How do we know what the sun is made of? What really happens at CERN? In Learning and Programmes, we’ve been finding out how to answer some of these questions! We’re now planning a series of school and family programmes so we can share those answers with people who come to our museum too.
Explore Your Universe is an exciting new project for National Museums Scotland. It’s led by the Association of Science and Discovery Centres and the Science and Technologies Facilities Council. We’ve joined twenty partners throughout the UK in the projects, which aim to inspire children, young people and their families about the physical sciences. Over the past two months, the Learning and Programmes office has been filling up as lots of weird and wonderful pieces of science equipment have been appearing. Metal that springs back to a pre-set shape when immersed in water, a camera that can identify the hottest place in the room, and diffraction slides that create a mini-rainbow when held up to the window are just some of the mini-experiments we’ve been testing out.
As part of the project, Fiona from our team has also visited CERN, to see the largest and most powerful particle accelerator in the world! Those who’ve visited the museum might have spotted our Atom Smasher in the Grand Gallery. This is an early version of a particle accelerator. During 2015, we’re planning a series of ‘Meet the Expert’ events where visitors can hear from scientists about their latest discoveries through demonstrations and hands-on sessions to explain some of these concepts, like particle physics, in a child-friendly way. If you’re a scientist, whose studies relate to the physical sciences, we’d love to hear from you.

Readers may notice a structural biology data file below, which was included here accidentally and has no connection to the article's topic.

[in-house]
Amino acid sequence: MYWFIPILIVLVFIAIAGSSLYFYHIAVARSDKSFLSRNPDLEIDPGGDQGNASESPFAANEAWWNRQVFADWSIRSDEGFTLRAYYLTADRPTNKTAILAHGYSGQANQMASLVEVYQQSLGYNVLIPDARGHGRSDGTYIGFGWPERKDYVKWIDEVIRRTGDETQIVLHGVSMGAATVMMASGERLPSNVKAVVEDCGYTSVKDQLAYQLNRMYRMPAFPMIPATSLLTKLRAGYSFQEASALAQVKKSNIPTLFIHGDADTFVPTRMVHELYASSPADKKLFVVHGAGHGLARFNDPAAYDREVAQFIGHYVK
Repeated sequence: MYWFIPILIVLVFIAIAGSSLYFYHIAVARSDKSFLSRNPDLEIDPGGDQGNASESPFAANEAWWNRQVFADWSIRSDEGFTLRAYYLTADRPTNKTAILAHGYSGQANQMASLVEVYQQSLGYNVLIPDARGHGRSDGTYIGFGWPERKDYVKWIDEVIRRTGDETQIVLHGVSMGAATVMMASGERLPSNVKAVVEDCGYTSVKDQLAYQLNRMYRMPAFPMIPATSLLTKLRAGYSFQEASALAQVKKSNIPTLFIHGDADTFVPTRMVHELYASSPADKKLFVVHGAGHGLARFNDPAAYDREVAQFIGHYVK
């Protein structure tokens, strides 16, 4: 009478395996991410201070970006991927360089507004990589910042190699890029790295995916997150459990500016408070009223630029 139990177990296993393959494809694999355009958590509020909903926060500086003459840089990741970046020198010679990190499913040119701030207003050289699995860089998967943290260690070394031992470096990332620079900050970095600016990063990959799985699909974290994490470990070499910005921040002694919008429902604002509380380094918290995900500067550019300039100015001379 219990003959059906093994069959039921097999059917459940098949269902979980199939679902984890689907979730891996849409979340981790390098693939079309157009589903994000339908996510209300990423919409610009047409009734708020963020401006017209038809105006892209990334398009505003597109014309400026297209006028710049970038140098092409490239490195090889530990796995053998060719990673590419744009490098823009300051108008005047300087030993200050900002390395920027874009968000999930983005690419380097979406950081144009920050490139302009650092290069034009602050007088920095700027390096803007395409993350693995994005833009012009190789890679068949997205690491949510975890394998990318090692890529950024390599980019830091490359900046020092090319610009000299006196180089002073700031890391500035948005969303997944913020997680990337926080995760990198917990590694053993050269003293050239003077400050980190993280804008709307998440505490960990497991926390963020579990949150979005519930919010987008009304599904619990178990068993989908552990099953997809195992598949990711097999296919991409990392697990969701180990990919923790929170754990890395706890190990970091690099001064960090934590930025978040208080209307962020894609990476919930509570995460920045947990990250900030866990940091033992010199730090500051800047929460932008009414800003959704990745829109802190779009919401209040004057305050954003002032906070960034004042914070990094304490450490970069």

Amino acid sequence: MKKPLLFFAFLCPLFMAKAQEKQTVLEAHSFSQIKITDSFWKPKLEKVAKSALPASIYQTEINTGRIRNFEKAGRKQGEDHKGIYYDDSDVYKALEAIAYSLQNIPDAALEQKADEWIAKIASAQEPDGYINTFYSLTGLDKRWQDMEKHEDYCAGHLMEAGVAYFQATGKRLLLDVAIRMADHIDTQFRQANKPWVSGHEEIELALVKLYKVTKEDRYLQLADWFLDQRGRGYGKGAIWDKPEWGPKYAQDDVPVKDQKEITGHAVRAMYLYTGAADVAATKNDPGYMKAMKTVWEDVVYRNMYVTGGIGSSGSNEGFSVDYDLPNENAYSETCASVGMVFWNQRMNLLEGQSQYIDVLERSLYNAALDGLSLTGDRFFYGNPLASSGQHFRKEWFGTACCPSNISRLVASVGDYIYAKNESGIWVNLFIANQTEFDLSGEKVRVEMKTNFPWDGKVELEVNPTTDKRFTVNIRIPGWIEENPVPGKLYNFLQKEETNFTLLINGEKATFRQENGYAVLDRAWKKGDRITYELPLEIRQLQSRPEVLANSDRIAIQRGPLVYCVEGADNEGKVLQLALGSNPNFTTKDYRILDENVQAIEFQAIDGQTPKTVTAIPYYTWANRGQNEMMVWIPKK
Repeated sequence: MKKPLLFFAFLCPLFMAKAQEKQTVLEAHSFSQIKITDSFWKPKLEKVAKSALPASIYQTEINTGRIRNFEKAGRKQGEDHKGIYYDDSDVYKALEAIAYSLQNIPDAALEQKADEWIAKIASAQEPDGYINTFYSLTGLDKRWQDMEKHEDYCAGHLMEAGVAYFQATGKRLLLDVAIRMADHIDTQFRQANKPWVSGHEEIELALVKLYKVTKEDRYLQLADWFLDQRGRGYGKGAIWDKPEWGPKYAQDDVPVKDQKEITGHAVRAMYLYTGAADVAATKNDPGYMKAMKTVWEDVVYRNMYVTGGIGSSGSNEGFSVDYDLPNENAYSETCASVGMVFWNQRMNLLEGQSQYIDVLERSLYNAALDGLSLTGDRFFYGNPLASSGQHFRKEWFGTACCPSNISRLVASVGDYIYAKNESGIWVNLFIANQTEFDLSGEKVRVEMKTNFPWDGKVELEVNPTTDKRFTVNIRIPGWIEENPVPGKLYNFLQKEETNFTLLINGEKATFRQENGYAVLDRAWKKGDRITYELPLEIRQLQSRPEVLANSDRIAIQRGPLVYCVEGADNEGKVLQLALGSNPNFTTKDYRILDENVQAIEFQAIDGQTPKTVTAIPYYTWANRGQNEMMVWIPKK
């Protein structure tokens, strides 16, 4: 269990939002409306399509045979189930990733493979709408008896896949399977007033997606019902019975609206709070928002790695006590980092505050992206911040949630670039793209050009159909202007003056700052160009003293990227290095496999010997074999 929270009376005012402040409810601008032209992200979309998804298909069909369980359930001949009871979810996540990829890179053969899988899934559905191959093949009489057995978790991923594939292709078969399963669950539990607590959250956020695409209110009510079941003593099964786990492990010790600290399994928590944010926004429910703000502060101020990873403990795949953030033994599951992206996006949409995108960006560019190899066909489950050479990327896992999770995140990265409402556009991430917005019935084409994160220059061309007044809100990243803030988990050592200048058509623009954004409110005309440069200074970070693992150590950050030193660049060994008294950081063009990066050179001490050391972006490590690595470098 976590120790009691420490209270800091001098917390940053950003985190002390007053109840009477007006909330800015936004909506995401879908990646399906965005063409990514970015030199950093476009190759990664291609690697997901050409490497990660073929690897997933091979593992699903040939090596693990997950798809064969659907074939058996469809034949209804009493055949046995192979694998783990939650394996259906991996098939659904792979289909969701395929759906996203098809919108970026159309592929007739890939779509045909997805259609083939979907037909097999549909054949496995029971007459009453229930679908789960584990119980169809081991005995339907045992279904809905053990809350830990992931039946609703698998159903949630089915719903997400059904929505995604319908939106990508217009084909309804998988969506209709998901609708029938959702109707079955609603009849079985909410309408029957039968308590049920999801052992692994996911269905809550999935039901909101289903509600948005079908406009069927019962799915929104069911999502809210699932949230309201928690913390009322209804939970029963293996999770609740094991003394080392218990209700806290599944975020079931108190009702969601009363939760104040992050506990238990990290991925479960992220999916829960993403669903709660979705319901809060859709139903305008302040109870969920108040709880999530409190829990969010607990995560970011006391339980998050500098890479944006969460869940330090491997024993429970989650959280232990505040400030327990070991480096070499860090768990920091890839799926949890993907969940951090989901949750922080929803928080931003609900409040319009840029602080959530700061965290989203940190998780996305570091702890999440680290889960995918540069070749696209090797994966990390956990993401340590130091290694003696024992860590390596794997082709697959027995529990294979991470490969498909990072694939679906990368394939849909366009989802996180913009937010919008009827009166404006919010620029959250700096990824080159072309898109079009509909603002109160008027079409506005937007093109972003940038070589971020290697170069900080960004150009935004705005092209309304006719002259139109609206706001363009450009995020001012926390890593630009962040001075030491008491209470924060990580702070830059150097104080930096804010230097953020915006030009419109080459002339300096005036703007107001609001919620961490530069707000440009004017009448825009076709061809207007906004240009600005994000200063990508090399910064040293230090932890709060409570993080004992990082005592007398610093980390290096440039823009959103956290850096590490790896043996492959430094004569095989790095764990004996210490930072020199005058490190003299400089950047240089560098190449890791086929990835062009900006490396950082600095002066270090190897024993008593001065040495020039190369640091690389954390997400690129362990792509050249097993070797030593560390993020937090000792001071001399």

School groups will also be able to find out more about our universe through our ‘Searching Our Skies: Explore Your Universe’ workshop. Suitable for Primary 4 to 7 classes, this workshop involves pupils discovering how telescopes have developed from some of the earliest examples you can see in the museum, up to present day. The workshop uses cutting-edge research by the Science and Technology Facilities Council to give pupils an insight into technologies used in the latest telescopes. Campie Primary, in Musselburgh, are bringing their Primary 7 class to test the new workshop for us in early February. Families can also look out for our Lab Rats in Space: Explore Your Universe workshops for 5-8 year olds coming up in Edinburgh International Science Festival. We’re hoping visitors will think it’s out of this world!